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The limits of flexibility

The wave of protest against austerity in Greece

Thursday 1 May 1997, by Ilyas Altinoglu

At the end of 1996, Moody’s Investors Service "promoted" Greece to BAA1 credit rating. [1] These high marks will make it easier for Greek capitalists to borrow money abroad. The rating is also a pat on the back for Yannos Papantoniou, the Socialist Party Minister of Finance and Economics. For ordinary Greeks, these "rigorous" economic policies have brought misery. Ilyas Altinoglu reports on the waves of protest which have swept the country.

Greece has suffered ten years of austerity policies, and most people have seen no improvements in their situation. On the contrary, unemployment is rising and the standard of living falling.

True, Greece is every day more "European" But only in the sense that misery, violence and begging are increasingly visible in the streets. A social fracture is widening, just like in the main European nations.

Most Greeks comfort themselves with illusions. Conversations are dominated by a strange mixture of aggressive nationalism and a cosmopolitanism reinforced by emigration, links with the diaspora, and the internationalism of Greek capital. Everyone agrees that economic backwardness is the cause of our misery. Some say we must tighten our belts to catch up with the rest of Europe. Others say our underdevelopment condemns us to domination by the mandarins of the European Union. [2]

Contradictory, of course. But hardly surprising, given the country’s very limited weight within the European Union, and the determination of the Euro-capitalist elite to unravel all the social advances made by the workers over the last 100 years.

Reality is beginning to shake Greece’s curious ideological consensus. The country now has one million, mainly "illegal" foreign workers (Albanians, Kurds and Poles), in a total population of 10.3 million. Meanwhile, wages fell 20% in real terms between 1985 and 1996, and sharp cuts were made in social spending.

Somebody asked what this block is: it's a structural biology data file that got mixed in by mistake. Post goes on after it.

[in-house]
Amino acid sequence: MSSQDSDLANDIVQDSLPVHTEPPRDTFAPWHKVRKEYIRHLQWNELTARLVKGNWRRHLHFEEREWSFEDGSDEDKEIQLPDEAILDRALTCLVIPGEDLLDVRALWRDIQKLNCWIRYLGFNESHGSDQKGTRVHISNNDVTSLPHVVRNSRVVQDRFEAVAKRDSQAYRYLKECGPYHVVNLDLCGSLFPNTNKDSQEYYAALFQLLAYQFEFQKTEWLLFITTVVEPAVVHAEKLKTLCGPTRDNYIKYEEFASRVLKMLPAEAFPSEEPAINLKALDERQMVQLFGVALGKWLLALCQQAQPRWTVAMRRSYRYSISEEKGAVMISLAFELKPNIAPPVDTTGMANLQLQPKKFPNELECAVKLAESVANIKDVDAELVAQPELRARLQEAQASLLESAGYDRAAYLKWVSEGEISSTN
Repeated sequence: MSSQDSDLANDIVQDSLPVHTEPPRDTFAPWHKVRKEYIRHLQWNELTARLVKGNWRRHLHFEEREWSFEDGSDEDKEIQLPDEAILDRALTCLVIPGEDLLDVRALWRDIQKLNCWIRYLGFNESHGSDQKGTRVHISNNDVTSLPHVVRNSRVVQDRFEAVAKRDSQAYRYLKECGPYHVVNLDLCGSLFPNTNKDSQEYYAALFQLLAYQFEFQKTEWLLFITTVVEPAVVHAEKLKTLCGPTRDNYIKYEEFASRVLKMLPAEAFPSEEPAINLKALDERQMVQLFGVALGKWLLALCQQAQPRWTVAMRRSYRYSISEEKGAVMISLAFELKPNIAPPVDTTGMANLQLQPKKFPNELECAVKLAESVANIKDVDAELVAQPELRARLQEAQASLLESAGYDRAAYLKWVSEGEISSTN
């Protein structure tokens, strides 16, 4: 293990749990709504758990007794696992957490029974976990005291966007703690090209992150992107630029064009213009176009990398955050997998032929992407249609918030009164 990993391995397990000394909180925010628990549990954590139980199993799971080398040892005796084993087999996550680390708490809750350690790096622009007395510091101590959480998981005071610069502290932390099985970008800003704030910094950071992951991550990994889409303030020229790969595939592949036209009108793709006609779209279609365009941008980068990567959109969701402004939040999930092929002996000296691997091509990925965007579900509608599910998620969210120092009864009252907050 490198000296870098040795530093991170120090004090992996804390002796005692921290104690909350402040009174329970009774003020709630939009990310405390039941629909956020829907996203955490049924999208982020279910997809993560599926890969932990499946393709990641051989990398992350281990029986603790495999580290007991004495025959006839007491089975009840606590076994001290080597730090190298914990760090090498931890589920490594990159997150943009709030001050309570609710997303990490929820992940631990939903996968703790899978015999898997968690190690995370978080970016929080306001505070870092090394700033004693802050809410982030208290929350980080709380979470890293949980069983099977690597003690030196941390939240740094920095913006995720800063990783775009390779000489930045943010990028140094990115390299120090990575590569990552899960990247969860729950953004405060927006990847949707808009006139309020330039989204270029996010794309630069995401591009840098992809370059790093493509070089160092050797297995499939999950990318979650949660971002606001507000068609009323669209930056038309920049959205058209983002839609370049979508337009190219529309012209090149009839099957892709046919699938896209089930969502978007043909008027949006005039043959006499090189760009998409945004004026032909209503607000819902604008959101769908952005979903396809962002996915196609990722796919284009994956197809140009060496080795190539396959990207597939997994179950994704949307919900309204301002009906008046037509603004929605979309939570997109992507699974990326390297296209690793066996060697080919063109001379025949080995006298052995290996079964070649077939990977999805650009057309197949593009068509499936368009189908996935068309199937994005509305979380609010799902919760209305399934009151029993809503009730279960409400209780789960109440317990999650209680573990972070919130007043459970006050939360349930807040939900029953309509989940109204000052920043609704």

More is to follow. The OECD says Greece has "one of the most generous retirement pension systems in the European Union." And unemployment benefits (less than 50% of the minimum wage, paid for 5-12 months) are, apparently, a barrier to "labour market flexibility. [3] In the old days, Greece has a dense social tissue. Family and village solidarity helped absorb private sector "rationalisations" and the resulting unemployment. But after 10 years of "modernisation," these mechanisms are less and less responsive. Rather than finding a job in a family business or through kinship contacts, young people stay unemployed. Nor can people move back to their village of origin so easily. [4] The "underground" economy, and the mass of small companies which characterise the Greek economy are booming, on paper. One in three members of the workforce are "self-employed", compared to one in seven in the EU as a whole. But in reality, most of these "self-employed" workers are paid on a piece-work or daily basis. With 30-50% of economic activity in Greece undeclared for tax, social security and workplace safety purposes, these marginalised workers, Greek and immigrant, experience "labour market flexibility" in its most modern, infernal forms.